A Tale of Two Perugias
Pasticceria Sandri is closed.
An away-on-vacation sign went up at first, with a reopening date of July 7. It didn’t open, and the reopening date was erased from a revised sign. What’s going on, all of Perugia wondered
To back up a little: Sandri is—was?—an icon, a Viennese style bar-caffè that anchors the Corso Vannucci. The Corso is Perugia’s Main Street, a pedestrianized thoroughfare that’s the site of one of Italy’s best evening passeggiatas. Sandri is where you buy a special dessert when you’ve been invited to Sunday pranzo, a place where elderly Perugian women would stop for an espresso with panna, or maybe, if they’re being a little naughty, an aperitif.
So the famed pasticceria’s closure comes as a shock, another shock during an economic crisis that doesn’t want to let go. Apparently, the crisis is mainly to blame; Sandri operated a catering business that supplied the profits; the bar was losing money. With fewer big celebrations, its catering arm suffered, and the owners can’t see a way out.
In fact, as you walk around Perugia’s historic center, you can see too many ex-businesses, their doors seemingly shuttered forever. There’s La Lanterna, the “creative” restaurant that occupied a prominent spot at the top of the very steep via Ulisse Rocchi, up a hill from the landmark Arco Etrusco. There’s the vegetable lady around the corner from La Lanterna. The bread shop down our street, not to mention the former Conad supermarket a few steps from the Università per Stranieri, one of Italy’s most prestigious language schools for foreigners.
Who’s to blame for the hollowing out of centro? I was going to talk to the city’s mayor, a genial and progressive man named Wladimiro Boccali. Instead, I got an earful from the people of our area, the Borgo Sant’Angelo, at a recent neighborhood block party. “It’s empty, it’s becoming a museum,” asserts Graziella (I’ll just use their first names, because no one knew—I didn’t know at the time—that I’d use their comments.).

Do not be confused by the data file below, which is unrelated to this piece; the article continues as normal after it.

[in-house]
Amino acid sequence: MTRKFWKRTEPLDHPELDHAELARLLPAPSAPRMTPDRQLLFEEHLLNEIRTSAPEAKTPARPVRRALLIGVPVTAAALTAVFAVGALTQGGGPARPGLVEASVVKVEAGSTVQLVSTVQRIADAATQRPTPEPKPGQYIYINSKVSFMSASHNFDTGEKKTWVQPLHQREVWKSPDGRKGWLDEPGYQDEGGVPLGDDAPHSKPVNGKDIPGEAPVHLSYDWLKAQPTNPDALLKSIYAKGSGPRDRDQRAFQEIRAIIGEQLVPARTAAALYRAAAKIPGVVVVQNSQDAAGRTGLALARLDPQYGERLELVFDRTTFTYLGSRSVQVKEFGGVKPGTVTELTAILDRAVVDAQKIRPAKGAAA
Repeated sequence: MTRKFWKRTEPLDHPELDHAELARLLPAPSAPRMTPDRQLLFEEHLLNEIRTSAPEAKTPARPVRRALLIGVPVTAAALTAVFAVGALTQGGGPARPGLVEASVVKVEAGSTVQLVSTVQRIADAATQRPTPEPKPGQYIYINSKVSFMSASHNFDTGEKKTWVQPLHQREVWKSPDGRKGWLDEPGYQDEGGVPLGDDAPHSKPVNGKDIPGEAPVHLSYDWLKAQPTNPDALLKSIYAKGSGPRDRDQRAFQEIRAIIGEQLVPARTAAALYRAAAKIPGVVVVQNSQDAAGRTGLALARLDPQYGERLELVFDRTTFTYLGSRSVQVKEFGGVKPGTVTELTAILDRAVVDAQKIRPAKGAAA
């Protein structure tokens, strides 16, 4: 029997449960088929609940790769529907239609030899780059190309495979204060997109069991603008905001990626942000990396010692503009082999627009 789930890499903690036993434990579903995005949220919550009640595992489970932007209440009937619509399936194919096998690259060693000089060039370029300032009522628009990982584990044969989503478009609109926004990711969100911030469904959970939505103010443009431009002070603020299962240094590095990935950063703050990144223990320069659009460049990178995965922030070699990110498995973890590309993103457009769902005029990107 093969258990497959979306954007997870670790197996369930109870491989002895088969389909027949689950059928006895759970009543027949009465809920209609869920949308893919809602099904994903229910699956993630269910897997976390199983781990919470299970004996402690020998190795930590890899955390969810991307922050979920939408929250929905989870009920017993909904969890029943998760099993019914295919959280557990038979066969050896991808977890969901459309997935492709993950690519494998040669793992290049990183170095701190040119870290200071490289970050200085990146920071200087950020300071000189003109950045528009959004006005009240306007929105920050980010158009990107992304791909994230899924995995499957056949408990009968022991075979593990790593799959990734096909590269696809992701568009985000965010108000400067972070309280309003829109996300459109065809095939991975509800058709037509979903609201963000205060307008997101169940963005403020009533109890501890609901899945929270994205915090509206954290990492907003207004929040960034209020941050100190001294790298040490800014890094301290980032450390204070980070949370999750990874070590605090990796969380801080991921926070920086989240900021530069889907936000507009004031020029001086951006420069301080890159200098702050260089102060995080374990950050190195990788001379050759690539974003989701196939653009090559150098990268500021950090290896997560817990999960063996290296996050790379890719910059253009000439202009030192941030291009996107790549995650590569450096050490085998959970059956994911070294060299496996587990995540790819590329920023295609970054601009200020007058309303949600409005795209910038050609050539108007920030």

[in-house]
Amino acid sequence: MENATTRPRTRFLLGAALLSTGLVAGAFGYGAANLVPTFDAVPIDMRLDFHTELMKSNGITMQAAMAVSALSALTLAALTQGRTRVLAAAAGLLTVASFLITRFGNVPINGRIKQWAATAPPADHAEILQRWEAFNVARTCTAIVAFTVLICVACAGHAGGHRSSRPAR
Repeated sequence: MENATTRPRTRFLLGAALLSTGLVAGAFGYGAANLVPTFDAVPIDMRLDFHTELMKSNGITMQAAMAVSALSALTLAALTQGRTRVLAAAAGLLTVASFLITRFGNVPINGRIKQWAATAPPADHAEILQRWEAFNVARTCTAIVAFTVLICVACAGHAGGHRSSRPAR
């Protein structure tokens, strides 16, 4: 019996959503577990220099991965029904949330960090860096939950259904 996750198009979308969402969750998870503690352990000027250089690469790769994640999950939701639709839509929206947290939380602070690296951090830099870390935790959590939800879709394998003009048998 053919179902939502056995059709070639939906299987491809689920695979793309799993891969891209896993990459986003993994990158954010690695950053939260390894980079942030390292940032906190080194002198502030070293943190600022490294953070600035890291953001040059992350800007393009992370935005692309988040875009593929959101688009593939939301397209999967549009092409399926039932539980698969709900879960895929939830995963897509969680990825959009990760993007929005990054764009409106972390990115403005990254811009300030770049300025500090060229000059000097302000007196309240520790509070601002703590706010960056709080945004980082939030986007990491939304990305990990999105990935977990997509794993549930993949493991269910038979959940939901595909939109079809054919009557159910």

Referring to the city’s latest big public works project, the innovative Minimetrò (it’s a small metro system), “it costs young people 3 euros to come and go from the outskirts. It stops before 9:30. It’s crazy, and they wonder why no one’s opening new businesses?” Another cites high rents, and the chain stores like Foot Locker, not to mention Feltrinelli, the Italian book chain. It’s a terrific store, but it chased out indies like the Libreria Oberdan.
“This city does great festivals, but centro needs support every day,” Antonio chimed in.
But still…Perugia really does deliver on the festivals. There’s Eurochocolate in October, appropriate for the city that’s the home of the famous Italian chocolate kiss, the Perugina Baci. (Perugina is now own by Nestlé, but let’s not go there just now.) In the spring, there’s the incredible (for us scribblers) International Festival of Journalism, where the world’s great reporters, editors, and bloggers get together to figure out where media is going, and share reporting tactics.
If it’s July, however, it’s time for Umbria Jazz. For a week, the city becomes a big party, the Corso Vannucci a combination dance floor, parade crowd, and kitchen. Stands sell beer and wine, while two big stages, one in the main Piazza IV Novembre, the other set up at the opposite end of the Corso in the Giardino Carducci, feature free live music.
The festival’s definition of “jazz” is fluid. We saw R.E.M. perform on their last tour a few years ago, while this year featured performances by the like of John Legend and Brazilian legend Gilberto Gil. Closer to the jazz roots, this year also featured Wynton Marsalis, Herbie Hancock, and Diana Krall, as well as Italians Pino Daniele and Mario Biondi.
One night we wandered up the hill to the Piazza IV Novembre, where Dr. Bobby Jones & the Nashville Gospel Superchoir whipped up the crowd into a frenzy with American gospel standards. They finished off with an ecstatic version of “Oh Happy Day,” as thousands of us crowding the piazza and the Corso sang along.
Maybe the economic crisis will pass, and Perugia—as well as Italy—will see happy days again. It’s hard to imagine it right now. But I fear it will take more than a rise in GDP to ensure that Perugia’s historic center, and that of other cities here, remain vibrant, living places, and not backdrops for day-tripping tourists and festival goers.